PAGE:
29 Jul

An Introduction to Open-source Licenses

The web community is renowned for its willingness to share. Not only do we share experiences, give advice and help each other with projects, but we also share an incredible amount of code—from small snippets to entire frameworks and applications.

Much of the software we use daily is open-source—from operating systems and servers to the apps we use to ply our trades.

Amid all of this sharing, there arises the issue of copyright and licensing. If you're using someone else's free software, or if you're sharing your own work, it's important to consider these issues.

Standard Copyright

When you create a piece of software, it's automatically protected by copyright. This means that you retain all rights to your source code and that nobody else may reproduce, distribute, or create derivative works from your work.

It may also lead to no one using your code—which obviously defeats the purpose of sharing it.

So if you really do want to share your work, but also want to protect it in some way, it's important to consider the options available for licensing your work.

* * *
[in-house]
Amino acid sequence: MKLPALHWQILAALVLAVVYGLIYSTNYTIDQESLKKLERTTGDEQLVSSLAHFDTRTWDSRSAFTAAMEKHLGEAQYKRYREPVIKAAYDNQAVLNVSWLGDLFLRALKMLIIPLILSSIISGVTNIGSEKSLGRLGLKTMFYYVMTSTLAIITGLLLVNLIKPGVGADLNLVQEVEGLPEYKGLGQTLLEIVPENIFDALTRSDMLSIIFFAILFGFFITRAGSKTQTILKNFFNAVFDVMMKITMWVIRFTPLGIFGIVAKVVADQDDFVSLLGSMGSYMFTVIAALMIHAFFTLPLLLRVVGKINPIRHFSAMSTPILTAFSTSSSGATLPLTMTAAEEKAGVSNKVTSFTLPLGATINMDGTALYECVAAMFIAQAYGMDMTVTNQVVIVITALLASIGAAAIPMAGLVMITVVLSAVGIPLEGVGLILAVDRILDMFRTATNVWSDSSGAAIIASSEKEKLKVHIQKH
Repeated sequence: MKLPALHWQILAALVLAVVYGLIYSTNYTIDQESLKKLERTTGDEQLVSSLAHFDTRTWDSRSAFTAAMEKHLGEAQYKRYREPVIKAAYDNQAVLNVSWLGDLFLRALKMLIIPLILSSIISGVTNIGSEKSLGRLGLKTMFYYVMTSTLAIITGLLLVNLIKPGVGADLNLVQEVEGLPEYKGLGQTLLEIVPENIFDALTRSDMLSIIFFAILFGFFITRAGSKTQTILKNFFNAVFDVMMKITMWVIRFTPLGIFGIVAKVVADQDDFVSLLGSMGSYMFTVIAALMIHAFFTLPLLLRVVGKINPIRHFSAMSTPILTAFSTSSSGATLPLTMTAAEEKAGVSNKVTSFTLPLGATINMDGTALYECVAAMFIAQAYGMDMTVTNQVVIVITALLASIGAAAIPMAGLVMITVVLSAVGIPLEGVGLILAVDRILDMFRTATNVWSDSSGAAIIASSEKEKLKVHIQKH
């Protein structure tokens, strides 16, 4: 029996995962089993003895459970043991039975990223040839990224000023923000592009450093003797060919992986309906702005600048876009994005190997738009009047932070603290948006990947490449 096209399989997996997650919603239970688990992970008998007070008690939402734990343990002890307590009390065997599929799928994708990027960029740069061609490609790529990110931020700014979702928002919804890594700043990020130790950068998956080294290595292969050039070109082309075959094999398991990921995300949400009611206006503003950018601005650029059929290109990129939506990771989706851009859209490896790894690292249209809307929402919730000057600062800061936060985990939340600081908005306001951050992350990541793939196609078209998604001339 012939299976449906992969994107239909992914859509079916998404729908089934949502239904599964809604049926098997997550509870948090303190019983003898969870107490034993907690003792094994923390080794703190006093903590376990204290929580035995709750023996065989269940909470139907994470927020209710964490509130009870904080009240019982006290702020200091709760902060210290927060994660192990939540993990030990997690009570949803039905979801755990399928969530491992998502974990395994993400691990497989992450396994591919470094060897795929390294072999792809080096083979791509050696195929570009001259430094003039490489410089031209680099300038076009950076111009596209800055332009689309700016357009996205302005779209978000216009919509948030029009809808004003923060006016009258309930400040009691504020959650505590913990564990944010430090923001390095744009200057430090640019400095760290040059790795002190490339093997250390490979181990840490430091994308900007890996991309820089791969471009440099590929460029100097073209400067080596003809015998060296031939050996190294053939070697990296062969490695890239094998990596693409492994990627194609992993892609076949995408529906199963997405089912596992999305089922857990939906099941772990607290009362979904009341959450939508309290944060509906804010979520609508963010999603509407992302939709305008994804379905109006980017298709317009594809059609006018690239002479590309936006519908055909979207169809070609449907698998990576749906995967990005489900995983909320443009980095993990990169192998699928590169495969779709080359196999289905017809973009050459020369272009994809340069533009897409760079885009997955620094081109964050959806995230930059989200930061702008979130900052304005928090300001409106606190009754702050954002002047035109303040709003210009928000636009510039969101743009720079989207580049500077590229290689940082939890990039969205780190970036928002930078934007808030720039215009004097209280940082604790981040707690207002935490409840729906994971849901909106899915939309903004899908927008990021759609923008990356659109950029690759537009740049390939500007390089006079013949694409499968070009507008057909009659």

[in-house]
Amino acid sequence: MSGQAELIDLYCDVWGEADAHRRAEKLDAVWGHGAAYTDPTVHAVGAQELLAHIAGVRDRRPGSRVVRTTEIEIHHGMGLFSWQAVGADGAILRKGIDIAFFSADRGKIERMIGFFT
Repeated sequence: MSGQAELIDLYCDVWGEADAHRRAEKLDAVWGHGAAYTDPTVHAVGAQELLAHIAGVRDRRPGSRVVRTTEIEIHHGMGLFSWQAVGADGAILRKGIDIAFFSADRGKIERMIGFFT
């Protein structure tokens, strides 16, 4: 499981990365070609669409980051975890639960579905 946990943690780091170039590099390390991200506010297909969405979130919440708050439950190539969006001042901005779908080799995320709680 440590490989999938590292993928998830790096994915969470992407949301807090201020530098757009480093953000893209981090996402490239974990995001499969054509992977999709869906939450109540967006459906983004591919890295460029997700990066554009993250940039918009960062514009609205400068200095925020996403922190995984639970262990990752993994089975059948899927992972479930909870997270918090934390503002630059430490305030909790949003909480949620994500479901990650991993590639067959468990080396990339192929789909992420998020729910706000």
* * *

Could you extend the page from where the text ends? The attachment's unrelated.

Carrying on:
Choosing a License

There are various, recognized licenses you can apply to your work to make it really clear what people can do with your code. But each license has a particular focus, so which should you choose?

In this article, I'll briefly introduce several of the most used licenses. Which one you choose will depend on what you want to achieve and how your code should be distributed.

Disclaimer: the overview that follows only provides a general sense of what each license encompasses. To understand each license fully, you'll need to do more reading.

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29 Jul

Video: Introducing One-Way Data Flow

In this video, we look at React's concept of one-way data flow. We'll observe a very common example of two-way binding, from frameworks like Angular and Ember, and mimic the functionality in React. This video utilizes everything that we have learned from the previous lessons. If something seems unfamiliar, check out the previous videos for clarification.

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29 Jul

Video: Introducing One-Way Data Flow

In this video, we look at React's concept of one-way data flow. We'll observe a very common example of two-way binding, from frameworks like Angular and Ember, and mimic the functionality in React. This video utilizes everything that we have learned from the previous lessons. If something seems unfamiliar, check out the previous videos for clarification.

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29 Jul

Making Your WordPress Plugins Even More Developer Friendly

In the last article, we looked at how Actions and Filters can be added to your WordPress plugins to help make them developer friendly.

Today, we’ll look at how to provide developer documentation.

Documenting Your Actions and Filters

It’s useful to document your WordPress plugin’s Actions and Filters, so that developers can quickly find what they need, as well as understand what each Action and Filter does.